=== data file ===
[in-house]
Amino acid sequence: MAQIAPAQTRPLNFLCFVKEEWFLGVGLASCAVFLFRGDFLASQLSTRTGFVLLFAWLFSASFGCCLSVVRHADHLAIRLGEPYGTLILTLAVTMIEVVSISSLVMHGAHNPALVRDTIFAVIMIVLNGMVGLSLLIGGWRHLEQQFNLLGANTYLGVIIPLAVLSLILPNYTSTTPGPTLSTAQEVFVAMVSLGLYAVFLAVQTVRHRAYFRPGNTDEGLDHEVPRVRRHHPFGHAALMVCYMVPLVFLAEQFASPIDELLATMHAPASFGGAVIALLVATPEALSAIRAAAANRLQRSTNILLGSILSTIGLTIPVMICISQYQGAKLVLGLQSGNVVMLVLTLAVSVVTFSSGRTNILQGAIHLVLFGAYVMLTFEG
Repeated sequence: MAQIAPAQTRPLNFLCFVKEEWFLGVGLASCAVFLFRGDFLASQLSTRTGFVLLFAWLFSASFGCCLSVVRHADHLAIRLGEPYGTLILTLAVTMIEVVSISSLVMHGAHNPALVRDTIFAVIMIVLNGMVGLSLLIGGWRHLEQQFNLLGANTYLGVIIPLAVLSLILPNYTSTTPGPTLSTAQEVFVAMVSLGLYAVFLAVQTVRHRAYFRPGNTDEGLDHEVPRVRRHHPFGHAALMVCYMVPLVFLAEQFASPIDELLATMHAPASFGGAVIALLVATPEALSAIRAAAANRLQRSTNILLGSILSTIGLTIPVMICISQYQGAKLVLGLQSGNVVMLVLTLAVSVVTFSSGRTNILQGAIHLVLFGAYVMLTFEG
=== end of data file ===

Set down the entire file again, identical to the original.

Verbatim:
[in-house]
Amino acid sequence: MAQIAPAQTRPLNFLCFVKEEWFLGVGLASCAVFLFRGDFLASQLSTRTGFVLLFAWLFSASFGCCLSVVRHADHLAIRLGEPYGTLILTLAVTMIEVVSISSLVMHGAHNPALVRDTIFAVIMIVLNGMVGLSLLIGGWRHLEQQFNLLGANTYLGVIIPLAVLSLILPNYTSTTPGPTLSTAQEVFVAMVSLGLYAVFLAVQTVRHRAYFRPGNTDEGLDHEVPRVRRHHPFGHAALMVCYMVPLVFLAEQFASPIDELLATMHAPASFGGAVIALLVATPEALSAIRAAAANRLQRSTNILLGSILSTIGLTIPVMICISQYQGAKLVLGLQSGNVVMLVLTLAVSVVTFSSGRTNILQGAIHLVLFGAYVMLTFEG
Repeated sequence: MAQIAPAQTRPLNFLCFVKEEWFLGVGLASCAVFLFRGDFLASQLSTRTGFVLLFAWLFSASFGCCLSVVRHADHLAIRLGEPYGTLILTLAVTMIEVVSISSLVMHGAHNPALVRDTIFAVIMIVLNGMVGLSLLIGGWRHLEQQFNLLGANTYLGVIIPLAVLSLILPNYTSTTPGPTLSTAQEVFVAMVSLGLYAVFLAVQTVRHRAYFRPGNTDEGLDHEVPRVRRHHPFGHAALMVCYMVPLVFLAEQFASPIDELLATMHAPASFGGAVIALLVATPEALSAIRAAAANRLQRSTNILLGSILSTIGLTIPVMICISQYQGAKLVLGLQSGNVVMLVLTLAVSVVTFSSGRTNILQGAIHLVLFGAYVMLTFEG